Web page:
c) Even these internal reliability values are from the measure in English, from specific samples that were collected over twenty years ago now. There is no guarantee that they are still good guesstimates of the population reliability of the measures in UK non-help-seeking and help-seeking samples any more: attitudes to body image change. Even more importantly, attitudes to body image are substantially determined by cultural issues so might be very different in other countries and cultures. It’s not for the BSQ but for a dramatic example, see the work I did around the time of doing the BSQ short form work: Evans, C., Dolan, B., & Toriola, A. (1997). Detection of intra- and cross-cultural non-equivalence by simple methods in cross-cultural research: Evidence from a study of eating attitudes in Nigeria and Britain. Eating and Weight Disorders, 2, 67–78. Contact me if you want a copy of that but make sure you say that’s what you want: the messages I get from the contact form don’t say what page they came from.

d) Translation of any measure is never perfect, even when the cultural location is the same full “measurement invariance” is rare if samples are large enough to catch the likely changes which may sometimes be substantial. For examples exploring this, not for the BSQ, from my own work (again, contact me if you want copies):

  • Paz, C., Evans, C., Valdiviezo-Oña, J., & Osejo-Taco, G. (2020). Acceptability and Psychometric Properties of the Spanish Translation of the Schwartz Outcome Scale-10 (SOS-10-E) Outside the United States: A Replication and Extension in a Latin American Context. Journal of Personality Assessment, 1–10.
  • Paz, C., Hermosa-Bosano, C., & Evans, C. (2021). What Happens When Individuals Answer Questionnaires in Two Different Languages. Frontiers in Psychology, 12, 688397.
  • Paz, C., Mascialino, G., & Evans, C. (2020). Exploration of the psychometric properties of the Clinical Outcomes in Routine Evaluation-Outcome Measure in Ecuador. BMC Psychology, 8(1), 94–105.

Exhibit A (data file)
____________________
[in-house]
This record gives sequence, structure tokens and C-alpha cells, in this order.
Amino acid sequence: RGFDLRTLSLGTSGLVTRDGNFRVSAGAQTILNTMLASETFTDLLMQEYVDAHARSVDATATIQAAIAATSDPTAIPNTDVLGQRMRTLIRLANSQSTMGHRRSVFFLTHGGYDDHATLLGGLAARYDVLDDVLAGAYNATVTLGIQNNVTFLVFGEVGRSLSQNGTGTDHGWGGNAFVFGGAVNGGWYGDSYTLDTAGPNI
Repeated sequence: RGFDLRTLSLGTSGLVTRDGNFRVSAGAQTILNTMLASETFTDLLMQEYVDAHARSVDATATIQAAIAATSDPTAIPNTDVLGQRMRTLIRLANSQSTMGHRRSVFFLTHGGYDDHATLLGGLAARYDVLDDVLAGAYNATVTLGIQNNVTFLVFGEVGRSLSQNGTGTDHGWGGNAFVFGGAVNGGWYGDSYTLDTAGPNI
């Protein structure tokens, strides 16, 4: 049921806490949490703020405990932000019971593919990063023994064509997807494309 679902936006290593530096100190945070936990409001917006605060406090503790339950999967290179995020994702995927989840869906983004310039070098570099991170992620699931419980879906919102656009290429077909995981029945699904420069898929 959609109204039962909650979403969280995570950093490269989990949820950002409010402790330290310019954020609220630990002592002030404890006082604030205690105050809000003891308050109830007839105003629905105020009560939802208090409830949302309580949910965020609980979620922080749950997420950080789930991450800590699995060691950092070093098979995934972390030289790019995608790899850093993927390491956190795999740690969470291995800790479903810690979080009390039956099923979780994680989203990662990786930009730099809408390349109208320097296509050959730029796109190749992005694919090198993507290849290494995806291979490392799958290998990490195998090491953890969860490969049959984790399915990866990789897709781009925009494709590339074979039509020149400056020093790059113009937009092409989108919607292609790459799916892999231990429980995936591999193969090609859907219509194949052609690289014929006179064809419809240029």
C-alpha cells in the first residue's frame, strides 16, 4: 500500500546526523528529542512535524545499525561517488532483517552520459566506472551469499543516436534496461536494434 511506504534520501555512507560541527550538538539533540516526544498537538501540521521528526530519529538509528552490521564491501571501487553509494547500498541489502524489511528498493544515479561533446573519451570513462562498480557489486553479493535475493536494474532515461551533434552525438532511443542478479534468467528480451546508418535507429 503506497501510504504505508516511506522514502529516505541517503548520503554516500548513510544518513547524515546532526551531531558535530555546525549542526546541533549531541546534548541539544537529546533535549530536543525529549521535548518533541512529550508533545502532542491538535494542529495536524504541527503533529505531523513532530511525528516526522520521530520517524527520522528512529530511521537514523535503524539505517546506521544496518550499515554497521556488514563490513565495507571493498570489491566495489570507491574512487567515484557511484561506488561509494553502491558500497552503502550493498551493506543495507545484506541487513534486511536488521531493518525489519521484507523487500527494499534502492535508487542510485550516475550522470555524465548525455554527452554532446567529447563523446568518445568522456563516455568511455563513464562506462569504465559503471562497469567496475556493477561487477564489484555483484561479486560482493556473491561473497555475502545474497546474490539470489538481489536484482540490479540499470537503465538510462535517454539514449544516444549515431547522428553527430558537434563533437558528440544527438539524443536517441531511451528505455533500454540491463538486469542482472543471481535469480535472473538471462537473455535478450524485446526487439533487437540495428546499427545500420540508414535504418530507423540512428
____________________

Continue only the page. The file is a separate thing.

So please: no more requests for “the reliability and validity of the [BSQ and/or short form(s)]” If I do bother to waste time answering it will be just to point you here.

Downloading the measures and translations

As noted above, as of October 2023 MAPI trust have clarified that the copyright of the full BSQ is with Melanie Bash (nee Taylor) and she has agreed that I am co-copyright holder with her for the approved short forms. At the same time she and I have handed over management of access to the forms to MAPI. You can now get the measures through MAPI Trust’s ePROVIDE BSQ page and they have a good list of known translations with pointers to the canonical papers for each.

Comments or questions?

If you still have questions or suggestions to improve this age do contact me.

Page created 5.i.19 from page on the old site from 2003, last updated 11.iii.24.   All the BSQ forms are copyright and managed by MAPI Trust and their ePROVIDE service. As with most pages on this site, all content that is not the BSQ forms is freely available under a Attribution-ShareAlike Creative Commons Licence so you can quote as much or as little of it as you like but you must make whatever you do available on the same licence and give the attribution to me with a link back to here.